Shatnerd vote sewn up at Edmonton Expo

There is something unique about the Edmonton Comic and Entertainment Expo.

It is a place where shy teens wearing homemade body armor can have their picture taken by a woman with three breasts; a place where a mother and daughter, both dressed as Power Girl(s), discuss in utter disbelief the fact that the knives sold at a metal arts booth are “full tang”; a place where Sailor Moon can playfully hump a dinosaur.

Friday’s Expo opening was like someone’s media collection came to life and immediately started going through puberty. More than 50,000 people are expected to attend the pop culture celebration at the Edmonton Expo Centre over the weekend, many in costume.

The big draw of Friday was Mr. Star Trek himself, William Shatner. Only at The Expo, heck, only in Edmonton, would Mayor Don Iveson introduce Captain Kirk to the stage while wearing a “Shatnerd” T-shirt (above).

Turns out Iveson is a huge Star Trek fan.

“When I was a kid,” the mayor said, “I would come home from school and the first thing I would do is watch Star Trek.” He extolled the virtues of a Star Trek-like utopia where people are more important than things.

“It is what we would like to do in Edmonton,” he said. Iveson is running for re-election on Oct. 16.

Beyond the Shatner panel – where the 86-year-old actor praised our river valley and charged $80 a pop for autographs – many interesting things can be seen and overheard at the Expo.

Cool new booths this year include being able to get a 3-D action-figure-sized printout of your entire body, for $250. There’s a company that can create realistic, custom-made gaming environments for multi-player board games – say you want your miniature battle set in an ISIS compound – among hundreds of vendors selling all kinds of merch and artwork.

More than that, the Expo is a place where people of all comfort levels band together in pseudo-hedonistic glory to celebrate pop culture, to come face to face with the creators and actors involved in the art that they spiritually embrace.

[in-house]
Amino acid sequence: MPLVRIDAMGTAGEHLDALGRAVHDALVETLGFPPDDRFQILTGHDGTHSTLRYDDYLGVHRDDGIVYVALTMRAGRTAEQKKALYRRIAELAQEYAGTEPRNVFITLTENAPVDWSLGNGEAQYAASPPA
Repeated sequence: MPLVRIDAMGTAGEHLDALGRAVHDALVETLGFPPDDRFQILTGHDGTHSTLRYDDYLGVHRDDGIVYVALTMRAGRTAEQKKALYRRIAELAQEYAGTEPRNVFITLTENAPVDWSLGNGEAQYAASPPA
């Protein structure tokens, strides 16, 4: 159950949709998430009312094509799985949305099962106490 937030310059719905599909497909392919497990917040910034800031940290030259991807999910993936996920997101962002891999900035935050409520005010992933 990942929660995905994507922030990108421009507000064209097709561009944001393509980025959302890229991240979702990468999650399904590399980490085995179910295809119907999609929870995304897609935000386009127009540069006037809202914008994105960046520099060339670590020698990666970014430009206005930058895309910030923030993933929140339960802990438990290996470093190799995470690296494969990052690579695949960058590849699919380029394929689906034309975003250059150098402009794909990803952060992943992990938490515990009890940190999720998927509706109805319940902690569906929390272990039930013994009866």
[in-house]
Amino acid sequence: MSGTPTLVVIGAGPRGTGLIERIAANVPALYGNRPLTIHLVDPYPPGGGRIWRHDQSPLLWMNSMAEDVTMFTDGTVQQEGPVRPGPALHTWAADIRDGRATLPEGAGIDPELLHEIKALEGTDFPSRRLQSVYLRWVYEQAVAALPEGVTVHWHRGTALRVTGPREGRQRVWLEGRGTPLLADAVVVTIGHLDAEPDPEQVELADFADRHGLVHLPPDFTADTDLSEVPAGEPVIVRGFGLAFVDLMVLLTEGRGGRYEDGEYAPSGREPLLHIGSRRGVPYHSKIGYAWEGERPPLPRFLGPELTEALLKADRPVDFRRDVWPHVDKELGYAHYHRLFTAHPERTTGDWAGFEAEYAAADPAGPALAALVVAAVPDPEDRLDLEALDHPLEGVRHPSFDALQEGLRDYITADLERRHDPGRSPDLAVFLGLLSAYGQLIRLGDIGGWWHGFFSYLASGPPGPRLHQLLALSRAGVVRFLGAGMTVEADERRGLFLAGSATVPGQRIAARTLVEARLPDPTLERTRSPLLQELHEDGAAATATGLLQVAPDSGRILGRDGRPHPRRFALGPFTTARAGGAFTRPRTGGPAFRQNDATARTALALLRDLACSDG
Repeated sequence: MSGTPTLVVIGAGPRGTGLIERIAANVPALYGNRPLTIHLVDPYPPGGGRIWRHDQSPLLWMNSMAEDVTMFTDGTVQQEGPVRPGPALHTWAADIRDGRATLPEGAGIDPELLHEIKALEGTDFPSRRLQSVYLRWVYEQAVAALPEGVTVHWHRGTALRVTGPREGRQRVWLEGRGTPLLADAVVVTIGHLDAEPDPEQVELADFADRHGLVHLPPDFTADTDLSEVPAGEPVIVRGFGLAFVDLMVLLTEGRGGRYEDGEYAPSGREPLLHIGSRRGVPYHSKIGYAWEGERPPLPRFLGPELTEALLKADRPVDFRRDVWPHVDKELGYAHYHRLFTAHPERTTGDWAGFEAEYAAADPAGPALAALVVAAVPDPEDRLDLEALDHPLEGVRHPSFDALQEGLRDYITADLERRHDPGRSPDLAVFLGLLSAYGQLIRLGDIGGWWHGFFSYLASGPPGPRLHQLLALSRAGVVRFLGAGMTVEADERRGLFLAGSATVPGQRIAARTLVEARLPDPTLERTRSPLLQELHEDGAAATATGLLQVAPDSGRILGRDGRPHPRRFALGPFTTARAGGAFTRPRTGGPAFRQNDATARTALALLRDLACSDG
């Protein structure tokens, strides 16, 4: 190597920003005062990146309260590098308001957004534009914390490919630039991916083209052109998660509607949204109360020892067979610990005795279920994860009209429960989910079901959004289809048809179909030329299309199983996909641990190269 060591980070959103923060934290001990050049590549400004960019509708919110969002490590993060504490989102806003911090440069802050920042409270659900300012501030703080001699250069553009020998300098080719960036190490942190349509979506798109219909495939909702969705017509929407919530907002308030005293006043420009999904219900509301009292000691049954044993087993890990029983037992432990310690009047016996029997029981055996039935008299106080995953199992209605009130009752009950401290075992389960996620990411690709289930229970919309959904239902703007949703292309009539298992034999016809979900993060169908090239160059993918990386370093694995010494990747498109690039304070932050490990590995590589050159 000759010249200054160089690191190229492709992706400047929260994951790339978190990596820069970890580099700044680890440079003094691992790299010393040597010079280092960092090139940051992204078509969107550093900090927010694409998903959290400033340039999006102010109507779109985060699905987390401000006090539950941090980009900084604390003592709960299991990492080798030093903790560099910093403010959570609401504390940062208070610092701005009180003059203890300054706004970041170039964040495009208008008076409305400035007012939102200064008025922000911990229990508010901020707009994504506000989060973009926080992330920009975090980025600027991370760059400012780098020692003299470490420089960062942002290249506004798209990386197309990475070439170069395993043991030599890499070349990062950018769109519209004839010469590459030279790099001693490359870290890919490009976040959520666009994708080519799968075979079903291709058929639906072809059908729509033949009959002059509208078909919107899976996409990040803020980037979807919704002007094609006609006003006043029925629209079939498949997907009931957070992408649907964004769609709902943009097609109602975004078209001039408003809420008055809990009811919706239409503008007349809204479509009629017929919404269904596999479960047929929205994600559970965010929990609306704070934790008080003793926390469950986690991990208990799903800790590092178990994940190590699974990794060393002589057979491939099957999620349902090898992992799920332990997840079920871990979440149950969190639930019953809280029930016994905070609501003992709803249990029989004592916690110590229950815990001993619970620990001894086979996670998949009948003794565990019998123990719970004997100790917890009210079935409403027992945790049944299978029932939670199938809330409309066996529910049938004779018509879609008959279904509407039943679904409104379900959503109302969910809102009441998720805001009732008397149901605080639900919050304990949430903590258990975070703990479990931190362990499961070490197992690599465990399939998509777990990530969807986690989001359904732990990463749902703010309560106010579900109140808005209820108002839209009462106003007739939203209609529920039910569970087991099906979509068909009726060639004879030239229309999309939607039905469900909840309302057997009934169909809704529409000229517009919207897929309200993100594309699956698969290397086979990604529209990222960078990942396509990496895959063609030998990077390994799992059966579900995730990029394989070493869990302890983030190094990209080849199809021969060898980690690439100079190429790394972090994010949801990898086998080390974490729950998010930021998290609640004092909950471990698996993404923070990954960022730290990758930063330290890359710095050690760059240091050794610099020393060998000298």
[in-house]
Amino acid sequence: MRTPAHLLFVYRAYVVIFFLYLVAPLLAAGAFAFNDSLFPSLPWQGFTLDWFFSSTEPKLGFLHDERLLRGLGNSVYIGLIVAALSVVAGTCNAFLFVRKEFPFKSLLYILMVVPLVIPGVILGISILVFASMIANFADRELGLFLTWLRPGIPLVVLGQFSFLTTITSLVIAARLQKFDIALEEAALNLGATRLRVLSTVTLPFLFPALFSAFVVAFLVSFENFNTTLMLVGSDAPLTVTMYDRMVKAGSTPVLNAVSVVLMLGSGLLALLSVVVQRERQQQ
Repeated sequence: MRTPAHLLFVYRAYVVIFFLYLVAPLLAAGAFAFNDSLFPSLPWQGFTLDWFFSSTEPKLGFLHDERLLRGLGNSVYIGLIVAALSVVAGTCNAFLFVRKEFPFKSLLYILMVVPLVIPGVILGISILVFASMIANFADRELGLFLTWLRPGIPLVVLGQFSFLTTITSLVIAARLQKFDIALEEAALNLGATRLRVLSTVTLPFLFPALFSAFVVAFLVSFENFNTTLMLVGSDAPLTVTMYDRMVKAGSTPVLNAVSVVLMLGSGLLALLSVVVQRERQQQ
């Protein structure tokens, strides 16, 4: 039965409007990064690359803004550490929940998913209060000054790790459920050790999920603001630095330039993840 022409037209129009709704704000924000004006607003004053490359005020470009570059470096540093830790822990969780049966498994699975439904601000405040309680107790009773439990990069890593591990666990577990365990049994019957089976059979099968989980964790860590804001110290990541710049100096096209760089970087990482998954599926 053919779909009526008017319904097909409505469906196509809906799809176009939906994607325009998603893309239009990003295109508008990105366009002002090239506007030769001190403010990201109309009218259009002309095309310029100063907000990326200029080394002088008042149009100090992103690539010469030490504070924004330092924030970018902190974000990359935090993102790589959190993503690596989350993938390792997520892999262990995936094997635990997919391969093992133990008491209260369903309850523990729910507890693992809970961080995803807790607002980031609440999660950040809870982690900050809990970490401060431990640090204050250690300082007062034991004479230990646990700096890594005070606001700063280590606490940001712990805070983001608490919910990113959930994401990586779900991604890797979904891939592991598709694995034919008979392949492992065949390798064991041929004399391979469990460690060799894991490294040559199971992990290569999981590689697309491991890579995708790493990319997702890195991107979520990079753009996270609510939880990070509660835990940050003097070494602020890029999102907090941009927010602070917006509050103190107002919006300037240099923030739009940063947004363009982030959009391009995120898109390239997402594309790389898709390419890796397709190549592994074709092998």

It goes beyond the masks and subterfuge. Take the Hazzardous Material company, for example. They are a body-positive costume-friendly modelling collective who embrace sexy-geekdom. A crew of World of Warcraft and horror movie fans, the team is led by photographer and model Erin Cragg. During her panel, she covered a lot of ground, from how her photo shoots are conceptualized, to tips on photography. But here is where the Expo excels. You get to see beyond the costumes and body paint. For example, she responded to a question about where she goes for personal support when the world thumbs its nose at her.

“My poetry,” Cragg answers. “I have a book that I started when I was eight years old. My parents found it, they were just mortified. A lot of it was horror, there was a lot of horror poetry in it.” The book itself is deteriorating due to age, and while she is in the process of rewriting a lot of it, it’s still a reminder of who she is and why she does what she does.

“This is where you started, at such a young age, and you are creating art that people are enjoying,” she says. “Yet, sometimes you really get down. And sometimes this great photo you created gets reported – due to Facebook guidelines – a lot of our stuff gets reported. But I just keep going back to that book as a point of motivation.”

She’s safe here. The Expo is a place where you can be whatever you want and nobody will bat an eye. You can be Spider Man, or an anthropomorphic eagle with LED wings, or a piece of cheese – there was actually a guy dressed as a piece of cheese – it doesn’t matter. You get to show your true colours and express yourself and your dreams in a safe environment – so there’s is a level of honesty and intimacy to the Expo that’s sometimes hard to find elsewhere.

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